Imagine finding out you had been drinking toxic water with sky-high levels of lead from a friend who messaged you on Facebook.
That's what happened to Ruth Elwart in Flint, Michigan, who is now packing up her things and preparing to move in with her daughter outside the city limits.
"I am furious. My kids are panicking," said Elwart. "They are super worried about me, and basically I don't want my grandkids over here."
It's just one example of the extraordinary treatment of local residents we have discovered as we make a feature documentary on the Flint water crisis. Up to 100,000 people have been exposed to unsafe levels of lead in their drinking water, after state emergency managers who had taken over the city made a disastrous money-saving decision to switch water sources to the highly corrosive Flint River.
We were astonished to discover this week that the Michigan government is openly releasing thousands of new lead test results online without first bothering to directly inform residents most badly affected.
As lead fears mounted last year, Flint officials filed false reports regarding which homes were used for collecting water samples, essentially hiding the extent of the lead problem, so there is an understandable push for greater transparency in releasing information. But once again, the needs of Flint residents most affected seem not to be taken into account.
The reading from Ewart's home is currently among the 15 worst in the city, and her address is there for anyone with a computer to access.
A spokesman for Michigan Gov. Rick Snyder (R) defended the practice, noting that names are never posted alongside addresses.
"Posting the results online is the quickest, most effective way to get people information that they desperately want about the water in their homes," Snyder spokesman Dave Murray said in an email. "The alternative is for them to wait until they receive information in the mail."
The federal Environmental Protection Agency, however, takes a different view, assuring Flint residents that the results of its drinking water testing -- being undertaken separately from the state's efforts -- are strictly confidential. According to the agency, "the EPA will remove all personally identifiable information from sampling data before it is posted publicly."
That the Michigan government is taking no such steps to protect the privacy of families hardest hit by the water crisis enraged Elwart, who has now packed up most of her belongings.
"I am furious," Elwart said. "They should have let me know before they published it for the world to see. I should have been informed what was going on."
Elwart said no one from the Michigan Departments of Health or Environmental Quality has been in touch since the state posted, almost two weeks ago, her lead-in-water reading of more than 1000 parts per billion, or more than 100 times the acceptable level established by the World Health Organization. The EPA requires public water systems to take action if 10 percent of homes have water lead levels above 15 parts per billion. Lower lead levels are not necessarily safe.
The neighbors of Joe Ragnone, a retired English teacher, also found out he had been drinking poisonous water before he did. When he went online to check the results, he had to scroll through hundreds of readings before he found his address.
"I found it very confusing," he said. "And once I got there I didn't understand any of it. Except one column was in red."
He has subsequently discovered he has some of the highest lead-in-water levels ever recorded in Flint, at over 5400 parts per billion. According to Virginia Tech's Professor Marc Edwards, who was instrumental in uncovering the Flint catastrophe, a reading of 5000 "exceeds criteria that classifies water as a hazardous waste."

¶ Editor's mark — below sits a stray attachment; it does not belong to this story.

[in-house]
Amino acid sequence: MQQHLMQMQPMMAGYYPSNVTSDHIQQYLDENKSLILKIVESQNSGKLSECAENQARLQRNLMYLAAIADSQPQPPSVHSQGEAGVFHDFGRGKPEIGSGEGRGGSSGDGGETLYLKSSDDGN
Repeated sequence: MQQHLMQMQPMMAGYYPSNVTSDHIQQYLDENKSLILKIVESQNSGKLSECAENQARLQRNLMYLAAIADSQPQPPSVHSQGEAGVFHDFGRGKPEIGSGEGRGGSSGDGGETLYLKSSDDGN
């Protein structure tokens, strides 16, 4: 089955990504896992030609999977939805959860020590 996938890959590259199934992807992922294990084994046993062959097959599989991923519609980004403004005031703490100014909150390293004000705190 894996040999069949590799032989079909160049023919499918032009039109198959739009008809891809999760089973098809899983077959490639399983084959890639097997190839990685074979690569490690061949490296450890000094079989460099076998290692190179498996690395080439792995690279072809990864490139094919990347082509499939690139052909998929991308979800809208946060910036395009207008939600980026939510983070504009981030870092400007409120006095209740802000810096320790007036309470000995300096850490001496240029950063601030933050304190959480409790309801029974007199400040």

Ragnone said nobody from the government has contacted him to explain what his readings mean, and what precautions he should take. The filters the state is distributing to Ragnone and other residents, for example, are are not rated to cope with such disastrously high levels of lead.
Thousands of Flint residents have dutifully delivered a water sample from their taps to one of the state's emergency water distribution centers in Flint, from where it is sent to a state laboratory. This follows a public appeal by Gov. Snyder that families should get their water tested.
Although residents who return water samples are given a form to sign, the document does not indicate that the results, with their potentially deeply distressing health implications, will be revealed online with addresses attached.
Irreversible brain damage is just one of the potential risks for children affected by high levels of lead poisoning. Adults can suffer high blood pressure and a range of other symptoms. And Michigan has strict laws governing the release of health information.
Currently, the addresses of 591 homes with lead-in-water levels above the EPA "action level" of 15 parts per billion, are highlighted in red on the Michigan government's website.
Publishing addresses online, without consent, can have other consequences too. Ruth Elwart says that before our visit, the only people who had arrived at her door to ask about her water were three individuals who claimed to be EPA employees needing to carry out tests. When they couldn't produce identification she refused them entry, and she said they tried to break into her home. The police have since issued an alert about the fraudsters.
"I won't be able to sell the house now," Elwart says. "I couldn't sell it to people with children because I couldn't stand the guilt. But no one wants a house here. I just have to get out of the city."
Anthony Baxter is an award winning director whose previous films includeYou've Been Trumped and A Dangerous Game. Richard Phinney produced and wrote both films.